Honoring scientists who have made important and lasting contributions to the sciences of mind, brain, and behavior.
Beth Sulzer-Azaroff is internationally recognized for her pioneering work in applied behavior analysis. Her work was instrumental in translating findings from the basic behavior analytic laboratory to the applied setting, from the classroom to the factory. She was one of a small group of investigators who recognized the clinical implications of behavior analysis and founded the field of applied behavior analysis. She is perhaps most recognized for the development of strategies to enhance learning and quality of life for individuals with developmental disabilities. Through her research, teaching, textbooks and the work of her academic progeny she has improved the lives of children, adults, families and workers throughout the world.
An early career in public education launched Sulzer-Azaroff’s quest for methods to promote behavior change in socially important directions, leading her to pursue her doctoral studies at the University of Minnesota. She held her first faculty appointment at Southern Illinois University and served on the faculty for decades at the University of Massachusetts, Amherst. She was inspired by B.F. Skinner’s conviction that, under ordinary conditions of daily living, human behavior adheres to natural law, and along with her colleagues and students began examining how socially important behavior could be affected constructively by changes in contingencies of reinforcement. By experimentally analyzing the efficacy of ecologically sound behavioral interventions, they tested the validity and generality of this postulate for improving student performance (ranging from pre-school through college and beyond), adherence of personnel to health and safety routines, workers’ meeting manufacturing standards of product quality and staff use of effective applied management/leadership skills in various socially important areas. The results of these efforts have been described in over 100 professional and scientific publications.
Collaborating with colleagues G. Roy Mayer, Kathleen Dyer, Andy Bondy and others, Sulzer-Azaroff described, analyzed, and integrated their own results with those of other related behavior-analytic investigations in a series of texts. These textbooks have been widely used in colleges and universities throughout the country to train teachers, school administrative staff, psychologists, managers and others, in how lawful principles of behavior can be arranged to improve every day functioning across a multitude of settings. For example, the 2012 revision of Behavior Analysis for Lasting Change (with Mayer & Wallace) presents empirically documented state-of-the-art procedures for addressing a broad spectrum of behavioral challenges. Published that same year, a revised Applying Behavior Analysis Across the Autism Spectrum: A Field Guide for New Professionals (with Dyer, Dupont and Soucy) uses applied data-based instructional and behavior-change exercises to teach staff to become competent in working with persons with autism. Sulzer-Azaroff has written a dozen other books on implementing applied behavior analysis techniques for augmenting positive performances of students, special-needs populations, and personnel on the job (e.g., Who Killed my Daddy? A Behavioral Safety Fable).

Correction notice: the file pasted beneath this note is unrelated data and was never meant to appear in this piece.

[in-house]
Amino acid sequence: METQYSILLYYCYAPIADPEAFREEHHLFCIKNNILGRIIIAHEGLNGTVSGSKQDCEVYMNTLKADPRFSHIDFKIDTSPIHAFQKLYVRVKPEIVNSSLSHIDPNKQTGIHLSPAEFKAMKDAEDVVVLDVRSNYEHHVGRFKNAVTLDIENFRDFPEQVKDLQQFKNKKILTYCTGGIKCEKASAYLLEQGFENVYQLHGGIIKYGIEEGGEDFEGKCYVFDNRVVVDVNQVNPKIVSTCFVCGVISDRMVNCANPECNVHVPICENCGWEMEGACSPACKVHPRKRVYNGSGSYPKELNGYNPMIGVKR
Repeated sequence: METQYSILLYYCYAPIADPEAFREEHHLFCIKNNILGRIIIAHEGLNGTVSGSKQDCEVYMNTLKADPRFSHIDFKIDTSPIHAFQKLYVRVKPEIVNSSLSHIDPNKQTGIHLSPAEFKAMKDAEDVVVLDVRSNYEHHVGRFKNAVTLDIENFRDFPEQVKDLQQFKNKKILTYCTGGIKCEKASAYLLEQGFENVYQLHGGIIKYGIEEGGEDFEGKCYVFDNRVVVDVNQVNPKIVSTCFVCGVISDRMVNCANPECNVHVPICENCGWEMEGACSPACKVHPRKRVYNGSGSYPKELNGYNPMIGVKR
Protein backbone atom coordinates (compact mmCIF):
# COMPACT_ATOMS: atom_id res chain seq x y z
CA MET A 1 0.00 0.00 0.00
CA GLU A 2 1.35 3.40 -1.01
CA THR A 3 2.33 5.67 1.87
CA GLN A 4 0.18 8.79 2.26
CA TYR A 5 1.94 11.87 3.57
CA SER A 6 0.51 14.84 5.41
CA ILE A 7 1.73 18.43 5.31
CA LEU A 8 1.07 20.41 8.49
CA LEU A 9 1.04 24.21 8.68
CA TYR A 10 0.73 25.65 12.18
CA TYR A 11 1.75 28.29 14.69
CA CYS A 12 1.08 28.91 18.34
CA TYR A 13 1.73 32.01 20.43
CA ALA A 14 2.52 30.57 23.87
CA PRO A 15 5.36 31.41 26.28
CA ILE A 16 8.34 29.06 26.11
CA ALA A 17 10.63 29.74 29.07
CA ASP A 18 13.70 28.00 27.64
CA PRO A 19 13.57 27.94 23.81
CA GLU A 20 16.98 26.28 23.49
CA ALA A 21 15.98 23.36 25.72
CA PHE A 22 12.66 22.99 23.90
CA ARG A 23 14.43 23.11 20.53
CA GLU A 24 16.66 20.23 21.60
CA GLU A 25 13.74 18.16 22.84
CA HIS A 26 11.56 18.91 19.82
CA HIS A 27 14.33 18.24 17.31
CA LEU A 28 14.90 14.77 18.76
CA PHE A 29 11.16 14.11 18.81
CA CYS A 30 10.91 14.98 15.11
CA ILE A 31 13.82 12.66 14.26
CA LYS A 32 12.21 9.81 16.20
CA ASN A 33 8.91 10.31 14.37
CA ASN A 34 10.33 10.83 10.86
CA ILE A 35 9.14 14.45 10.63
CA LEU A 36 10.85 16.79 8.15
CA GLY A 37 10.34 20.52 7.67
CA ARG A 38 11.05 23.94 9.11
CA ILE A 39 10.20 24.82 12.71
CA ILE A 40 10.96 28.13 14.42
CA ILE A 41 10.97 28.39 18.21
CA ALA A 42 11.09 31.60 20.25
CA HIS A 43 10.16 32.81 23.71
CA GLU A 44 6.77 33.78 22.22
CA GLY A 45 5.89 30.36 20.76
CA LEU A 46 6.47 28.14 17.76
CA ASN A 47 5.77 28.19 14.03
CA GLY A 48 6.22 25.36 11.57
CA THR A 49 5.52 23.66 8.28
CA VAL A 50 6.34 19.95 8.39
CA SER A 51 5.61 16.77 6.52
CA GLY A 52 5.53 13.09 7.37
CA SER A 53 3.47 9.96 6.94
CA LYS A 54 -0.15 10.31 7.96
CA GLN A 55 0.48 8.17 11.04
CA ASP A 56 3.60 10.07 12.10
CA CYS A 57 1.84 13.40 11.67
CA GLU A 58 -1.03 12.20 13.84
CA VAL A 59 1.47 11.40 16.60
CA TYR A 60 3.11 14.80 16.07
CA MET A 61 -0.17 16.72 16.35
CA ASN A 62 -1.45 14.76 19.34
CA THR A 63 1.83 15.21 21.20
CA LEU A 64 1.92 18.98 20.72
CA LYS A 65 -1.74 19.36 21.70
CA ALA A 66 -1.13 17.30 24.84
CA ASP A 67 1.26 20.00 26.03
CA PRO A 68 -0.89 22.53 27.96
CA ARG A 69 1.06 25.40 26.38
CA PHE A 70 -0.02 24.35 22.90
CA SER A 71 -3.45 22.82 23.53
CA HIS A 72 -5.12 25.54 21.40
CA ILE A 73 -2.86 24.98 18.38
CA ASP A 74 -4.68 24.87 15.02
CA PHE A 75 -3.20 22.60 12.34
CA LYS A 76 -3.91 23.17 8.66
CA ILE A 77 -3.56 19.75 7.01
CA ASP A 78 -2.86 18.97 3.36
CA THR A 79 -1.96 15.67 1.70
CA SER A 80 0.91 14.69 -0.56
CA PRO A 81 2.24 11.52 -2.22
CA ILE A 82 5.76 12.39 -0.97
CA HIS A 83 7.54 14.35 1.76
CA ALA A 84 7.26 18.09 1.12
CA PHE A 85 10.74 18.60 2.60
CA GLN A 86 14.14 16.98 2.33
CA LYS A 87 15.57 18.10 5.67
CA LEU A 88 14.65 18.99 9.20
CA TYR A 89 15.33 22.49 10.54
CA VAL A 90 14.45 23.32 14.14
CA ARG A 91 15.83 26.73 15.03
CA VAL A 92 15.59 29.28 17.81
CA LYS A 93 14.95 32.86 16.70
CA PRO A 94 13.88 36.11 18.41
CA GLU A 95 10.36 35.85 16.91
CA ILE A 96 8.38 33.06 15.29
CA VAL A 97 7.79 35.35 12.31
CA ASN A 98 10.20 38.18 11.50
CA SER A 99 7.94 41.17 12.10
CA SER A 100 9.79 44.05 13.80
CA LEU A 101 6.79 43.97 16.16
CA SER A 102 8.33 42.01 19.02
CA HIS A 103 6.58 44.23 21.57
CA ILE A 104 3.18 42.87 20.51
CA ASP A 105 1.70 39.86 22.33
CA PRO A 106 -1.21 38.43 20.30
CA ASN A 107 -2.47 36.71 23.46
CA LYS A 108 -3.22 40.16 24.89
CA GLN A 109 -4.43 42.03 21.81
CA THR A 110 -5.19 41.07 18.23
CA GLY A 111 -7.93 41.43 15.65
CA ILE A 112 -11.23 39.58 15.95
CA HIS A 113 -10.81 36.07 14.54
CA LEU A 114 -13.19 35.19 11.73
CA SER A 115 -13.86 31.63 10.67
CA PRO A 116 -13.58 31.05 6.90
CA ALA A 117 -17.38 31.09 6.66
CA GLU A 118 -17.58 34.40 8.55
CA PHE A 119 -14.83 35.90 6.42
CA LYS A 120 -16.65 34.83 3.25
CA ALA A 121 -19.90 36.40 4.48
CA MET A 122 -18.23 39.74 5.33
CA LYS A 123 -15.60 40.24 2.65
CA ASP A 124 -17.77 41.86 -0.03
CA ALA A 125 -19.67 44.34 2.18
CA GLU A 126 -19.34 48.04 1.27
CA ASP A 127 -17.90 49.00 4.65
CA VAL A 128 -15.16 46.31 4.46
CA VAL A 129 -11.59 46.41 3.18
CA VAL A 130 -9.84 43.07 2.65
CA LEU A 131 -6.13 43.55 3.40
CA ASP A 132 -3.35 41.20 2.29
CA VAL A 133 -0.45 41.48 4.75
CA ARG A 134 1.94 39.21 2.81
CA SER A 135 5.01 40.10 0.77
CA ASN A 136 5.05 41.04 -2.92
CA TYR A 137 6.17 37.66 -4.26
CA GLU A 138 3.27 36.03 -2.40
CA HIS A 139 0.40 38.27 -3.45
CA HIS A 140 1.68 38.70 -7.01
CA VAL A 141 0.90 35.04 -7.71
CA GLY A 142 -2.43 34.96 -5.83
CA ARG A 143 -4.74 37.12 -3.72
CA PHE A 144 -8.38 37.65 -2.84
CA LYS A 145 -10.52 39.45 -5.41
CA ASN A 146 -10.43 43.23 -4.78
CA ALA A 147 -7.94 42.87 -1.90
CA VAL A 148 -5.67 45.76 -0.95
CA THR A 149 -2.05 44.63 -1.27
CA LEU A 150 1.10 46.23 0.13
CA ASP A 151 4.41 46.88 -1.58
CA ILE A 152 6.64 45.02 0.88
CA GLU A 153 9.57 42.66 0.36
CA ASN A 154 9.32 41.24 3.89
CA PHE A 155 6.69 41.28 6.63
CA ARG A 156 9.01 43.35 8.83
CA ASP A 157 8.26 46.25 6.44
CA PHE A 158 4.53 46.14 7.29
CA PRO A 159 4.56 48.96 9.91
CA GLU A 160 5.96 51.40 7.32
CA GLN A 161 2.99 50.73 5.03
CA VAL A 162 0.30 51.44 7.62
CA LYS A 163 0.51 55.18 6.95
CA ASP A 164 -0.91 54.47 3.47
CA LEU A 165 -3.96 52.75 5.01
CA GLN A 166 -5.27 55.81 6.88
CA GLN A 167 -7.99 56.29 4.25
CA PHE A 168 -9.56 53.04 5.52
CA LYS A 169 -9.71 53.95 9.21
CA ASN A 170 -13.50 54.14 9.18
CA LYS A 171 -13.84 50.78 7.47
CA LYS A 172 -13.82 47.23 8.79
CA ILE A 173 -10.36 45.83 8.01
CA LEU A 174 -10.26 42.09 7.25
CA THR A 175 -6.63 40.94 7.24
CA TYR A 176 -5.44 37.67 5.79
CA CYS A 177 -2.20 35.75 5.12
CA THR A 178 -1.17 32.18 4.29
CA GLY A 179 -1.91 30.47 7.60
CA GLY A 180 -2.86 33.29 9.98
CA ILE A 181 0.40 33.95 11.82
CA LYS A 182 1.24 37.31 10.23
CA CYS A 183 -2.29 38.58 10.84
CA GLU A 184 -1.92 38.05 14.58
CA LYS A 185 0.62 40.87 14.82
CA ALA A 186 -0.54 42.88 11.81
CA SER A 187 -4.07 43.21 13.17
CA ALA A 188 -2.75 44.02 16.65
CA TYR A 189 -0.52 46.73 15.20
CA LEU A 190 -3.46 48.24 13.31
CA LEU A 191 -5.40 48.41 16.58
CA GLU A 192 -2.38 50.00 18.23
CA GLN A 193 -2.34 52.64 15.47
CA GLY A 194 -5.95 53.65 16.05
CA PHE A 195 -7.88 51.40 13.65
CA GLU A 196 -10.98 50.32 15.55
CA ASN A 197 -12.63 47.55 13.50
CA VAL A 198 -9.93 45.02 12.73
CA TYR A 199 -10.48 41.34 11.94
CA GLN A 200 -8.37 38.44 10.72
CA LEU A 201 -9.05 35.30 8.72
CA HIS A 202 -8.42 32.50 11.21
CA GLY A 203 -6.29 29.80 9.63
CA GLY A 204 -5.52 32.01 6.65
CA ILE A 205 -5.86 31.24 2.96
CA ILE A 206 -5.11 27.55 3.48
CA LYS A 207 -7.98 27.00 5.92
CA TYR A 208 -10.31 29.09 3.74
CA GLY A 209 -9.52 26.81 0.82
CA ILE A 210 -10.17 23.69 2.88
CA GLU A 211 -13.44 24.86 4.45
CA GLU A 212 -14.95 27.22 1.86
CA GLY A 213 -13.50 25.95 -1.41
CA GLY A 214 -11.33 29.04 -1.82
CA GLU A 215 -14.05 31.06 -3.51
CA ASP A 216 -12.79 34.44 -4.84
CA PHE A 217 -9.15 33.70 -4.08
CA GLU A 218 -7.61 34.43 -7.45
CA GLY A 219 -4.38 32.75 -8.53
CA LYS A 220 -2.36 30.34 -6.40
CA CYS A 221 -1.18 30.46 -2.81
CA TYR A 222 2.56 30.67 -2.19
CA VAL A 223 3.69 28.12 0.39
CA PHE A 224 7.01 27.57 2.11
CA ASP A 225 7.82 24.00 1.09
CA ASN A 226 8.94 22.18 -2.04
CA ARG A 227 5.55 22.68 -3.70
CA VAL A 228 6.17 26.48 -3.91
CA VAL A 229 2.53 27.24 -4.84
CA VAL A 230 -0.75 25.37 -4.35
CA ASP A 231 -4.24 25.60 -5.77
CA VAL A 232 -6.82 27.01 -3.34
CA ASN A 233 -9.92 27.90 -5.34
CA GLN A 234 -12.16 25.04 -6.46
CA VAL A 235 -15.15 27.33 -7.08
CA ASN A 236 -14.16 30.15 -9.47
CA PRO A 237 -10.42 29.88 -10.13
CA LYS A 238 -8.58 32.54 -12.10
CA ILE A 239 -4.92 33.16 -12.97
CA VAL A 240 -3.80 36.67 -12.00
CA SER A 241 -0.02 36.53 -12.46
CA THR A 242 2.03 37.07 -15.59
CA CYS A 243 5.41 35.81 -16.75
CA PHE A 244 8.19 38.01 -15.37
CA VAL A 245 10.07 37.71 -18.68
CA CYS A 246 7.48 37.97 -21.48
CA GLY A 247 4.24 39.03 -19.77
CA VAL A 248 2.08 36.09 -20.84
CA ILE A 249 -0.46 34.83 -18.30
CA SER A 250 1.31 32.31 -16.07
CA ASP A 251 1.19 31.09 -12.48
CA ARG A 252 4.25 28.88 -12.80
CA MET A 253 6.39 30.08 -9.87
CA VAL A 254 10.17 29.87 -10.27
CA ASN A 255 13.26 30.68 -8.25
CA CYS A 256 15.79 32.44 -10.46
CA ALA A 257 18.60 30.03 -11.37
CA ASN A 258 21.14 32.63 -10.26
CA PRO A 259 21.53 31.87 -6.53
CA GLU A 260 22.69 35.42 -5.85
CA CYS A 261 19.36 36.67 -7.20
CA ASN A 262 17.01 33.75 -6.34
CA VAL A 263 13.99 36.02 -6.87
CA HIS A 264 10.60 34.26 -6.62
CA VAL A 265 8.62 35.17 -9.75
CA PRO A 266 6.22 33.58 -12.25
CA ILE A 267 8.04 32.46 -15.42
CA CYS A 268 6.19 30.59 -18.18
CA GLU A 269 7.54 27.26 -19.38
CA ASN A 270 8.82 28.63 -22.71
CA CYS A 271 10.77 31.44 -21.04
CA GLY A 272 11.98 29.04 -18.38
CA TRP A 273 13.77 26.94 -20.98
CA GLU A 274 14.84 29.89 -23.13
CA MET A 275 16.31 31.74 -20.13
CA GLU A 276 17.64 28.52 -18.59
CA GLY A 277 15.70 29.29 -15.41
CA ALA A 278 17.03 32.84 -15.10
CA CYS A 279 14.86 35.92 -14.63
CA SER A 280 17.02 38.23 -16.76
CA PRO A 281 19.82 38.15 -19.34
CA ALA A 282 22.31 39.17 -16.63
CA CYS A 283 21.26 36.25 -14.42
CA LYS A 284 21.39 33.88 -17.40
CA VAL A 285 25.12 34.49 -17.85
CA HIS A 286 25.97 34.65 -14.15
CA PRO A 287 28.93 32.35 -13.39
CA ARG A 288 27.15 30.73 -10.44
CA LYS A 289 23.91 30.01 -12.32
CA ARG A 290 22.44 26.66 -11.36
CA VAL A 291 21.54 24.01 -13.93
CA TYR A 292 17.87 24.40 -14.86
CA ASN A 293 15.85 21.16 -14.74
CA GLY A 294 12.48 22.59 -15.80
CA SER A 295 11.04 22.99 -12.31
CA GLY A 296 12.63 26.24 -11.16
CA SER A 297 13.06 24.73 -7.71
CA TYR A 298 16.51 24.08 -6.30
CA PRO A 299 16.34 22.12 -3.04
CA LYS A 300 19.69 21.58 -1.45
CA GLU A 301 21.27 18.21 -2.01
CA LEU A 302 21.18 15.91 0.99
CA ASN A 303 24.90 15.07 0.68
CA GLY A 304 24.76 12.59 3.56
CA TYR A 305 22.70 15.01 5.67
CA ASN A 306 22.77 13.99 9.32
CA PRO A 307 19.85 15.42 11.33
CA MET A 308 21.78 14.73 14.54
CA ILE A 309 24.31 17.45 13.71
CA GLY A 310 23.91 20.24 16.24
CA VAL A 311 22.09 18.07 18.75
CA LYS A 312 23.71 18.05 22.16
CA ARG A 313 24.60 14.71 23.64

Sulzer-Azaroff’s dedication to mentoring also deserves recognition. She served as an outstanding advisor and role model to students, postdoctoral fellows and junior faculty. She taught her scholars to be open to new ideas and was willing to consider new approaches if she thought there might be utility in them. Much of her mentoring was facilitated by the U.S. Department of Education funded Developmental Disabilities Training Program at the University of Massachusetts, Amherst that she co-directed with Robert S. Feldman for several years.
Active in scientific and professional society affairs, Sulzer-Azaroff presided over Division 25 of the American Psychological Association (APA), the Association for Behavior Analysis (ABA), and the Berkshire Association for Behavior Analysis. She also served on various Editorial Boards such as the Journal of Applied Behavior Analysis and the Journal of Autism and Other Developmental Disabilities. These accomplishments have been honored by awards from APA, ABA, the Cambridge Center for Behavioral Studies, and other technical and professional organizations. She has consulted and lectured widely, including Australia, Canada, England, Finland, Great Britain, Hungary, Israel, Italy, Sweden, Thailand and Venezuela.
Vivian P. Dorsel
Kathleen I. Dyer, Elms College
*Robert S. Feldman, University of Massachusetts, Amherst
Christopher J. Fox
Gary E. Geer, Southern California Behavioral Counseling, LLC
Sigrid S. Glenn, University of North Texas
Laura J. Hall, San Diego State University
Charles Hamad, University of Massachusetts Medical School
Sandra Harris, Rutgers University
Steven C. Hayes, University of Nevada
Henry & Elaine Kaufman Foundation
Jane Howard, Theraputic Pathways/The Kendall School
Susan G. Izeman
G. Roy Mayer, California State University, Los Angeles
*Julie Schweitzer, UC Davis MIND Institute
Leslie Weidenman, The Groden Network
John and Sandra Lutzker
John Donahoe, University of Massachusetts Amherst
*The FABBS Foundation would like to thank Dr. Robert S. Feldman and Dr. Julie Schweitzer for nominating Dr. Sulzer-Azaroff for this honor and for leading the effort to spread the word about her nomination.
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